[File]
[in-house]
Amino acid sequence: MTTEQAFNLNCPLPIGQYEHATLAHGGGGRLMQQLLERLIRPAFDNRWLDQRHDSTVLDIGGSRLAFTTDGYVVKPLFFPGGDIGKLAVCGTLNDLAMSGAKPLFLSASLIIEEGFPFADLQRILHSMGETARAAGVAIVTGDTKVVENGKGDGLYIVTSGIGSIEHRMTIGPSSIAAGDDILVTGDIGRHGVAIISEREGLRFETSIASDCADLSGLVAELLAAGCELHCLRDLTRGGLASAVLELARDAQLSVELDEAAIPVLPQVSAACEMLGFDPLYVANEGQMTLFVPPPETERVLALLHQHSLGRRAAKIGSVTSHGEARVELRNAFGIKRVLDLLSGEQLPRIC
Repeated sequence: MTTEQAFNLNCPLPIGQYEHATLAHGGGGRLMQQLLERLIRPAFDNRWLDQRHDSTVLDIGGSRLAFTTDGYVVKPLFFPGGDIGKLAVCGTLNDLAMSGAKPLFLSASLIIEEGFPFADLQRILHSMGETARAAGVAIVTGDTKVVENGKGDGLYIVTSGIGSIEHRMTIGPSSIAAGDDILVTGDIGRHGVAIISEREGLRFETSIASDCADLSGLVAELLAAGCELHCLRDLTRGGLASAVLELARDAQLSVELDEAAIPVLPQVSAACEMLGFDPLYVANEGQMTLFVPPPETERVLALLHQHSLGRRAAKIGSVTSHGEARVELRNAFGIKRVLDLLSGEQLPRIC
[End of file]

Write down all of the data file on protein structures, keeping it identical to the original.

[in-house]
Amino acid sequence: MTTEQAFNLNCPLPIGQYEHATLAHGGGGRLMQQLLERLIRPAFDNRWLDQRHDSTVLDIGGSRLAFTTDGYVVKPLFFPGGDIGKLAVCGTLNDLAMSGAKPLFLSASLIIEEGFPFADLQRILHSMGETARAAGVAIVTGDTKVVENGKGDGLYIVTSGIGSIEHRMTIGPSSIAAGDDILVTGDIGRHGVAIISEREGLRFETSIASDCADLSGLVAELLAAGCELHCLRDLTRGGLASAVLELARDAQLSVELDEAAIPVLPQVSAACEMLGFDPLYVANEGQMTLFVPPPETERVLALLHQHSLGRRAAKIGSVTSHGEARVELRNAFGIKRVLDLLSGEQLPRIC
Repeated sequence: MTTEQAFNLNCPLPIGQYEHATLAHGGGGRLMQQLLERLIRPAFDNRWLDQRHDSTVLDIGGSRLAFTTDGYVVKPLFFPGGDIGKLAVCGTLNDLAMSGAKPLFLSASLIIEEGFPFADLQRILHSMGETARAAGVAIVTGDTKVVENGKGDGLYIVTSGIGSIEHRMTIGPSSIAAGDDILVTGDIGRHGVAIISEREGLRFETSIASDCADLSGLVAELLAAGCELHCLRDLTRGGLASAVLELARDAQLSVELDEAAIPVLPQVSAACEMLGFDPLYVANEGQMTLFVPPPETERVLALLHQHSLGRRAAKIGSVTSHGEARVELRNAFGIKRVLDLLSGEQLPRIC